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  5. "Ich arbeite den ganzen Tag."

"Ich arbeite den ganzen Tag."

Translation:I work the whole day.

March 23, 2014

22 Comments


https://www.duolingo.com/profile/S_Bharati

What is the difference between Gesamte and ganzen? Both mean entire/whole in English I suppose.


https://www.duolingo.com/profile/VahanTerya

Why does "den ganzen Tag" stand in Accusative?


https://www.duolingo.com/profile/fehrerdef
Mod
  • 354

No, it's not an object. It is a phrase that describes time. And for durations as well as for spatial distances pure accusatives (without a preposition) are used in German: example: "Ich fahre drei Wochen in Urlaub" (English has "for three weeks" here), "Ich laufe drei Kilometer" ("I run three kilometers").


https://www.duolingo.com/profile/MartinDevl

Because it's the object of the sentence, ich being the subject thereof.


https://www.duolingo.com/profile/matthewmatic

The English doesn't seem right to me. Is it an American thing? Seems like it needs a 'for' in there


https://www.duolingo.com/profile/Soglio

"I work the whole day" and "I work all day" are both fine in US English.


https://www.duolingo.com/profile/Hed_Cyan

Yeah it's an American thing. Brits never work the whole day: they have high tea interrupting.


https://www.duolingo.com/profile/gorn61

It seems OK in British English to me. I quite often use it in the continuous form - "I am working the whole day", but the simple present works for me as well.


https://www.duolingo.com/profile/GustavCheng

I'm not a native speaker, but once I asked a friend of mine who is an Aussie he said that yes there should have been a "for" before the whole day (which is also what is taught in ESL) but it's also natural without that "for" :)


https://www.duolingo.com/profile/Avi_an_Avian

It's a standard elliptical omission so its always there we just speak/write it.


https://www.duolingo.com/profile/OsoGegenHest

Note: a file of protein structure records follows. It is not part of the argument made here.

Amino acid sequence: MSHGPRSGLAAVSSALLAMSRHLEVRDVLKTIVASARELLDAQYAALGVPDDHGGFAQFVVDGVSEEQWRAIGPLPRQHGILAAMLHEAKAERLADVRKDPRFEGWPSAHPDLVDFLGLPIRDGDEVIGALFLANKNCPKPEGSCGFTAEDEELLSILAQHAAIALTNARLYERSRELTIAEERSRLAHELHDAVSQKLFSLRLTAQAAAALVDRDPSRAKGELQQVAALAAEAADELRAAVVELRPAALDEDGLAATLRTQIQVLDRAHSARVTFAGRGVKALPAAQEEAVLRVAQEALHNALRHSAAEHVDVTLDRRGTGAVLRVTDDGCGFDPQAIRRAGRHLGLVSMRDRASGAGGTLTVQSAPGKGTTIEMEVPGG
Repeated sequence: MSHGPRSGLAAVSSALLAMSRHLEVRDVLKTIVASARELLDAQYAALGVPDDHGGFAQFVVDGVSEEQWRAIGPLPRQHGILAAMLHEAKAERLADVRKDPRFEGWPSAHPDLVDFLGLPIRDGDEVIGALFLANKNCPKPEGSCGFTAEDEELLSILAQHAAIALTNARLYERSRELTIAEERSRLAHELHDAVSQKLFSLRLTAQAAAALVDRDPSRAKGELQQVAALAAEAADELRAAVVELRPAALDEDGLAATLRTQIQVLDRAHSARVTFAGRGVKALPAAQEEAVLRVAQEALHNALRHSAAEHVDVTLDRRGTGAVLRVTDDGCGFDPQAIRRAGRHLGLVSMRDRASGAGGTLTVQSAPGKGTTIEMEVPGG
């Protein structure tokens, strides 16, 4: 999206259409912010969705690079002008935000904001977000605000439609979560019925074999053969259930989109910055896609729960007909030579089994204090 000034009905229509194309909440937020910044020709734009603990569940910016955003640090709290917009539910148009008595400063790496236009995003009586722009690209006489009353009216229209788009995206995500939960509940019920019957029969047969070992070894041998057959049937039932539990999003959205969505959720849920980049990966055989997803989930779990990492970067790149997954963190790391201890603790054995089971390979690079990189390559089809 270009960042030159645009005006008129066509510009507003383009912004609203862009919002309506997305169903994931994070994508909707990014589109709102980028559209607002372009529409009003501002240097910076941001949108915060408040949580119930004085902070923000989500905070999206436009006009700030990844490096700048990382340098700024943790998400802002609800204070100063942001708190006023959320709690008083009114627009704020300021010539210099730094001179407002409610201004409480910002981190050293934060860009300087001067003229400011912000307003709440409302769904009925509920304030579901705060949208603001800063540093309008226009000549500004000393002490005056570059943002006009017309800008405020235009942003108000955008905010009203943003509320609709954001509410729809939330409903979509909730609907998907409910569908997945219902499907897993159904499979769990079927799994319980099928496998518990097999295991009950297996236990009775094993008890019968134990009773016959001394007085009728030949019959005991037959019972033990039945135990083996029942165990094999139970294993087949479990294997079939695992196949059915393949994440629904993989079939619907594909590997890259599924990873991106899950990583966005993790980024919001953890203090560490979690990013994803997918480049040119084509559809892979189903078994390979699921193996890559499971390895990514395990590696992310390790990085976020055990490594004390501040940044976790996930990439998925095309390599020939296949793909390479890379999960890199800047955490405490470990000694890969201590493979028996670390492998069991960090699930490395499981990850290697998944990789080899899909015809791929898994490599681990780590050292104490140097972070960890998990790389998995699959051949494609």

People miss out the "for" but by all means go ahead and include it.


https://www.duolingo.com/profile/lazar.ljubenovic

Which case is this?


https://www.duolingo.com/profile/ethan.murdoch

den ganzen Tag is in the accusative


[deactivated user]

    So a period of time requires the accusative? Seems odd. You aren't doing something to the day.


    https://www.duolingo.com/profile/fehrerdef
    Mod
    • 354

    Periods of time and distances use the accusative. See my note above.


    https://www.duolingo.com/profile/Rolandmac

    You are ruining it by working.


    https://www.duolingo.com/profile/darkmag

    Doesn't "the full day" work?


    https://www.duolingo.com/profile/Logicsama

    I thought this happens only in Japan...


    https://www.duolingo.com/profile/kasturi846936

    fehrerdef, could, den gesamten Tag be correct too??pls clarify


    https://www.duolingo.com/profile/fehrerdef
    Mod
    • 354

    It would definitely be understood and it is grammatically correct, but a little unusual (very much like saying "the complete day" in English).


    https://www.duolingo.com/profile/ysduo

    on the railroad


    https://www.duolingo.com/profile/germanwannabee

    sounds like a mother with 2 year old twins

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